"Your security is only as strong as the corporation," he said.
Some deposits returned, but too late for 1 family
CBC News spoke with a couple of people who have received their deposits from the corporation, but they say it wasn't easy.
James Azizieh says after a year-long fight, his parents got their approximately $70,000 deposit back this spring. He says they provided a 20 per cent deposit in post-dated cheques when they signed up in 2016. They were in their 80s at the time then waited years for the project to get underway.
"A lot of years, a lot of stress, a lot of worry," he said.
Azizieh says the delays upended the family's plan to sell his parents' home so they could downsize. Instead, Azizieh moved back in to help them and says the right time has come and gone for them to move.
"They would have already been in this new condo about three years now. So now at age 90, I just can't imagine myself moving them anywhere else," he said.
Trinity Ravine apologizes for late refunds
In a statement to CBC News, Trinity Ravine Community Inc. apologized for the refunds taking longer than expected.
"We fully understand the disappointment and concerns of existing depositors and are working diligently to complete all refunds with interest payments to be made by mid-January 2022."
The corporation didn't respond to questions about how many people purchased the life leases or how many are still waiting for their refunds.
Trinity Ravine says while the original project is not proceeding as planned, it's "currently evaluating various options which we expect will enable us to offer a new housing alternative."
The corporation says it plans to announce those plans in early 2022 and will allow life-lease holders to move forward with the new project or withdraw their deposits.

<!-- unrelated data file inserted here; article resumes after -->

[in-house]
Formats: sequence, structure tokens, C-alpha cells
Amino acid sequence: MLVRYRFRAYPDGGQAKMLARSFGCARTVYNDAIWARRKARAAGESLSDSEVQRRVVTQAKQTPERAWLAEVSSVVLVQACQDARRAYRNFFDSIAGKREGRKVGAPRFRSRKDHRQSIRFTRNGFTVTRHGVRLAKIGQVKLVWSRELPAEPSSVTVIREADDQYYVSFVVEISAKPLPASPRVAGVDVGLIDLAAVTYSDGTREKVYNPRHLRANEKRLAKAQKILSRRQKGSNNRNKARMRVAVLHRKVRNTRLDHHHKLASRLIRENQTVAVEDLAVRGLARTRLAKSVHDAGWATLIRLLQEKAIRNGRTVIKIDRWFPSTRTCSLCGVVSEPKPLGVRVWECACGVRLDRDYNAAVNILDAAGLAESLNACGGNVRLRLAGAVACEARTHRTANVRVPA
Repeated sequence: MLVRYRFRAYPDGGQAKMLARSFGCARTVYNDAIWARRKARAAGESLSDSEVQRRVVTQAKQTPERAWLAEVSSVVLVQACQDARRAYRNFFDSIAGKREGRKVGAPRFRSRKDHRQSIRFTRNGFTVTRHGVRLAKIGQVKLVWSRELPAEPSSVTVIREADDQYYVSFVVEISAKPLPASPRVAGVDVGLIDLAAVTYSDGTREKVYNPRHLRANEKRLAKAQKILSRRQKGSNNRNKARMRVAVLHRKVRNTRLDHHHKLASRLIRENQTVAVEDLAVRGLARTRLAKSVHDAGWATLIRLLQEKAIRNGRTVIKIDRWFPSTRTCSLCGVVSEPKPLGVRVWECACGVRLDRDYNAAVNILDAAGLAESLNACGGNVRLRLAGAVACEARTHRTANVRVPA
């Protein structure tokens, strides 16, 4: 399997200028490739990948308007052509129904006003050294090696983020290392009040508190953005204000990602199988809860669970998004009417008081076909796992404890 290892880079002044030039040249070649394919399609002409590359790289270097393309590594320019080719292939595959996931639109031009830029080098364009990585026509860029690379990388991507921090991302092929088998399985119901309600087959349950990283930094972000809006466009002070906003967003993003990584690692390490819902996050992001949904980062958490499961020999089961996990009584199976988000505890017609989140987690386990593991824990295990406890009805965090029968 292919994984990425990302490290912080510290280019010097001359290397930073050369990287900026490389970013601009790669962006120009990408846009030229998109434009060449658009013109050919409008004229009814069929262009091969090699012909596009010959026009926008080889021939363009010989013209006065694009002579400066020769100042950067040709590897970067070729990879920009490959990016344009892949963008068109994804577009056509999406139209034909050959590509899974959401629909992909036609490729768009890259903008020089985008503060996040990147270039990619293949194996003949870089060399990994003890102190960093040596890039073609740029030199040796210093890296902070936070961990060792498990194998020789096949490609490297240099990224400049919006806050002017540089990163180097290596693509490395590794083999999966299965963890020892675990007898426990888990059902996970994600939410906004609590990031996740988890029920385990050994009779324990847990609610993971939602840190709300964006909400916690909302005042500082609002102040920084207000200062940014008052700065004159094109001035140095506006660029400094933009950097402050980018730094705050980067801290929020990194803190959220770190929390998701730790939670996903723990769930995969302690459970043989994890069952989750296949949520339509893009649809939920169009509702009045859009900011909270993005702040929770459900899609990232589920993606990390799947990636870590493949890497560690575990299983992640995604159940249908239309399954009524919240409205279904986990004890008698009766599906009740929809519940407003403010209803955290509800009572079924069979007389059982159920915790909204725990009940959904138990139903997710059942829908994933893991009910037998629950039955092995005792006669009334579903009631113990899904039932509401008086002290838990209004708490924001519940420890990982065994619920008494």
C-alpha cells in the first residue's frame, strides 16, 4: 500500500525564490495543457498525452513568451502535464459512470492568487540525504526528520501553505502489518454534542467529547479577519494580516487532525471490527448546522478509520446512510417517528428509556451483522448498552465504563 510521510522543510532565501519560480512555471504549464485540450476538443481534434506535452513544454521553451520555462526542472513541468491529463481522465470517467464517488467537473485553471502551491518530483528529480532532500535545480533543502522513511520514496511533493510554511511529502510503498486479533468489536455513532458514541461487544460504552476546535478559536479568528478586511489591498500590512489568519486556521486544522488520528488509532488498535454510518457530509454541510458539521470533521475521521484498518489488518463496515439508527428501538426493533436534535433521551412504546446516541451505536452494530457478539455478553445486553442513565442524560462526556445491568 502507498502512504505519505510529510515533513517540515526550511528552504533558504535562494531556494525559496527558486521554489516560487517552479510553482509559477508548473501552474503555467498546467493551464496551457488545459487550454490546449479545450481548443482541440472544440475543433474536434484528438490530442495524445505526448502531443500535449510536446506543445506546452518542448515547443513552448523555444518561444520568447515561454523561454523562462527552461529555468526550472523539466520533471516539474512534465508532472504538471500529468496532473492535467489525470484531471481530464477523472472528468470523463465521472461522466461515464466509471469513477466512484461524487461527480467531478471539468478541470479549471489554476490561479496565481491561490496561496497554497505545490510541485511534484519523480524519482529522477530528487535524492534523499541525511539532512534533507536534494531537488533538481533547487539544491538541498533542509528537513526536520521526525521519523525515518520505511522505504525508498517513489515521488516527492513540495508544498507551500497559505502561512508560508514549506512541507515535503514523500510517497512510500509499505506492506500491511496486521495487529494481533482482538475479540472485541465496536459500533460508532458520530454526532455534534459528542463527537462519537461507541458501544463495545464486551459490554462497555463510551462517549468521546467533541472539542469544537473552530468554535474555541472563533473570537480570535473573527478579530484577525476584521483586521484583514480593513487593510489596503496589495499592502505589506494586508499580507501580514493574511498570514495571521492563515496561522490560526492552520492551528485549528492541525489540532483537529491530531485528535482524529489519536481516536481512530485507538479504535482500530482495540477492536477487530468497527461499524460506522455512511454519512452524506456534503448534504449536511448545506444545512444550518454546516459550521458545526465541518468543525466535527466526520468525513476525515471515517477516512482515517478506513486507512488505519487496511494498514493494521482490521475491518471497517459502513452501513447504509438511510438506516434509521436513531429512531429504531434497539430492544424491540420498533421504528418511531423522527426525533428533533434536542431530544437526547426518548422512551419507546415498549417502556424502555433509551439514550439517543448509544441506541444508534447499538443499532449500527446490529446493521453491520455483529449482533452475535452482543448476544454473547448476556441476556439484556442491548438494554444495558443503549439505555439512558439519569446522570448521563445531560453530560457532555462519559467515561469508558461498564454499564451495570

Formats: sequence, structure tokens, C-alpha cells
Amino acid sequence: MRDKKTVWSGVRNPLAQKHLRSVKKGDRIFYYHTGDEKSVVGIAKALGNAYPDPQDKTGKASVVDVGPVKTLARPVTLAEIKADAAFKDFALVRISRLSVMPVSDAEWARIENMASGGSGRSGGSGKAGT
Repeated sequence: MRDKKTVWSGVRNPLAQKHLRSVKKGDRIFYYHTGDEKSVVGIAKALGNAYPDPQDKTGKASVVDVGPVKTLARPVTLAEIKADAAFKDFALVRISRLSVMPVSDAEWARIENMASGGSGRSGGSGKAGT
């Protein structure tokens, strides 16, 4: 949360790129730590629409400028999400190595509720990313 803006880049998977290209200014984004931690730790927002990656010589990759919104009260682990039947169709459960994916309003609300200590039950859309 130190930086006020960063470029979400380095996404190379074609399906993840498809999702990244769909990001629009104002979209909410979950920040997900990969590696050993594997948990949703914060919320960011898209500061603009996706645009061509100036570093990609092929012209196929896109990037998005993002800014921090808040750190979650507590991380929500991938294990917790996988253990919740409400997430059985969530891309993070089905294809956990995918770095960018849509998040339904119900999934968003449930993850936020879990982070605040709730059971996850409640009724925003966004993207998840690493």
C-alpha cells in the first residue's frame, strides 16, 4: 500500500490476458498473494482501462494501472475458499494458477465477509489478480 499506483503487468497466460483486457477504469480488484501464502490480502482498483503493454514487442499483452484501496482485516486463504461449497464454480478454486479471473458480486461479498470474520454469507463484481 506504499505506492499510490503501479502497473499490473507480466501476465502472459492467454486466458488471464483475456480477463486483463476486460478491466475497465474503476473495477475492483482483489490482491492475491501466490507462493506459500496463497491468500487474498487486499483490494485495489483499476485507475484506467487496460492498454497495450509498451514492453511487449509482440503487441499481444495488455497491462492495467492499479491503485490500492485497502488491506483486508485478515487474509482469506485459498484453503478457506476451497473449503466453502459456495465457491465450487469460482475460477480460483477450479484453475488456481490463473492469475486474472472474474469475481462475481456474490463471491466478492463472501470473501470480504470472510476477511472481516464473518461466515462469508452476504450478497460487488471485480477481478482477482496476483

Trinity Ravine also didn't answer questions about what led to the project's cancellation.
But in a previous emailed update to life-lease holders in April 2019, the corporation told them it didn't have all its required building permits from the City of Toronto. The developer did say, however, that excavation could still go ahead.
Then, in another update this past February, Trinity Ravine announced it wouldn't be proceeding as originally planned, blaming the economic turmoil caused by the pandemic. The corporation also blamed the city for not accepting its proposed precast form of construction, which it was counting on to keep costs down.
Initial life-lease deposits should be low, province says
Zinati suggests potential life-lease holders should research who is behind a proposed project.
"The contract and the paperwork isn't really what's going to protect you. It's the quality of the person or builder," he said. "Has this sponsor done a project before? What does it look like? What's their track record?"
He also points to a 2014 life-lease guide by Ontario's Ministry of Municipal Affairs and Housing, which suggests an initial deposit should only be between $2,000 and $5,000. The guide says the second deposit should be paid once construction starts and be about 25 per cent, including the first payment.
When asked what protections the province has put in place, the ministry suggested consumers should read its life-lease housing guide and get legal advice before signing the agreement.